Russel D. McLean's protagonist is an ex-cop-turned PI who quit the force, punched a superior, lost a fiancée, and hurt his leg. The dude is so damaged that he's even lost his first name (we know him only as J McNee). So McLean must be shite, right?
But he isn't, and The Lost Sister, the young Dundonian's second book, is a reminder that genre conventions can be useful templates, themes on which an interesting, interested writer can build variations.
McLean's theme is emotions. McNee struggles with his own and wonders about everyone else's. He makes wrong guesses, and then he wonders why. He gets the job done, albeit messily, and, without resorting to the easy out of a happy ending, McLean ends this sometimes sad book on a note of modest, small-scale optimism. And if the theme is emotions, one of McLean's variations is that not all McNee's emotions are of the alcohol-fueled, revenge-bent, self-pitying kind. I don't remember him taking a drink anywhere in the book.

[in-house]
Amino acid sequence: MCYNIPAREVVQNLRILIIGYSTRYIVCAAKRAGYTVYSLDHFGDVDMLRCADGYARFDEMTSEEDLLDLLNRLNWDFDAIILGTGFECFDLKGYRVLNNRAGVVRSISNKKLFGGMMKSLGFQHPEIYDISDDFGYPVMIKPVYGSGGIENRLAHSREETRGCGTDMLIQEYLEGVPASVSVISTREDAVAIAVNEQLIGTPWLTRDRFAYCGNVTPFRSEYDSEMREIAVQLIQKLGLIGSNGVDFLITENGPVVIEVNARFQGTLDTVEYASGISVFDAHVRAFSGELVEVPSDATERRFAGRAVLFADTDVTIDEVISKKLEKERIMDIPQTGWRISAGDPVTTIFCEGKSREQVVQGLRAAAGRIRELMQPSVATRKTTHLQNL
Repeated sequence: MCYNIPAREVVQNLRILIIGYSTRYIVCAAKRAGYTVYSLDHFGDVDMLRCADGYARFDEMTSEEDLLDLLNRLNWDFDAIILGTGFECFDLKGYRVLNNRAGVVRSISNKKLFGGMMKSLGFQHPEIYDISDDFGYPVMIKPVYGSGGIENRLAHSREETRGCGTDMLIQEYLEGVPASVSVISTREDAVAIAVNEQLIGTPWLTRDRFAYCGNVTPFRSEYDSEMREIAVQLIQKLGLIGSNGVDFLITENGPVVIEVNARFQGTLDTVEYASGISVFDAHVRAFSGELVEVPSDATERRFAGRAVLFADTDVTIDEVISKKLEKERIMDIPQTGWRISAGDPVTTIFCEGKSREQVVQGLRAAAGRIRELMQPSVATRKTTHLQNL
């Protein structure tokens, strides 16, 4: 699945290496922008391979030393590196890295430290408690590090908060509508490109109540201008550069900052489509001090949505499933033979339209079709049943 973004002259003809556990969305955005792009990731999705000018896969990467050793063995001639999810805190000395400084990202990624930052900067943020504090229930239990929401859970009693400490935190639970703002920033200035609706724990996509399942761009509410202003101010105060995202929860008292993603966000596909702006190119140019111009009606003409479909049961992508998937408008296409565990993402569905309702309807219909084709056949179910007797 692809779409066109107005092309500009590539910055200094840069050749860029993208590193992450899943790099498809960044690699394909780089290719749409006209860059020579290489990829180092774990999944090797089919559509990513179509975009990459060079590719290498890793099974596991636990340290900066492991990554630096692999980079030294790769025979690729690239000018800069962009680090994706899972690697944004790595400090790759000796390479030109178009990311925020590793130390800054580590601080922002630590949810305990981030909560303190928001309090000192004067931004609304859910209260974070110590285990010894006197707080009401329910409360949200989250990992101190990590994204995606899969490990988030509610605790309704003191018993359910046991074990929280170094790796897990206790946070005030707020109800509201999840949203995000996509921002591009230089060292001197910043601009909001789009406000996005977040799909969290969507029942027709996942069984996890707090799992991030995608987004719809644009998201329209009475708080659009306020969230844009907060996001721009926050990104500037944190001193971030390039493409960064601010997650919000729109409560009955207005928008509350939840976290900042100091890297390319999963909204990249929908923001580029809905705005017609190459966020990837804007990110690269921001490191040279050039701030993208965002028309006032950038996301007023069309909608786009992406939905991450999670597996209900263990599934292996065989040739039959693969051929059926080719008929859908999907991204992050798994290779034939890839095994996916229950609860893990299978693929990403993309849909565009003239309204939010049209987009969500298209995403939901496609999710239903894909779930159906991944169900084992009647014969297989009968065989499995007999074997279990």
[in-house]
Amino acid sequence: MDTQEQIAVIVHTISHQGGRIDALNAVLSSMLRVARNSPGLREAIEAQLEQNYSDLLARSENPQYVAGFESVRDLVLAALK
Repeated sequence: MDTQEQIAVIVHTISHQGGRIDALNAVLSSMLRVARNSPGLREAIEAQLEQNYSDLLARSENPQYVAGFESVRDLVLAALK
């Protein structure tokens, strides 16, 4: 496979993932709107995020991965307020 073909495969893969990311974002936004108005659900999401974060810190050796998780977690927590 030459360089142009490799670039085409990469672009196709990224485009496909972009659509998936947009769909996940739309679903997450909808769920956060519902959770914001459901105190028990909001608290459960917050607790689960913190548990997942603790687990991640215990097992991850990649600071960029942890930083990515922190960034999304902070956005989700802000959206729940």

McLean does a fair job of building suspense, too, and for a good part of the book I was as puzzled as McNee was about the title character. And that means McLean is a dab hand at misdirection.
© Peter Rozovsky 2011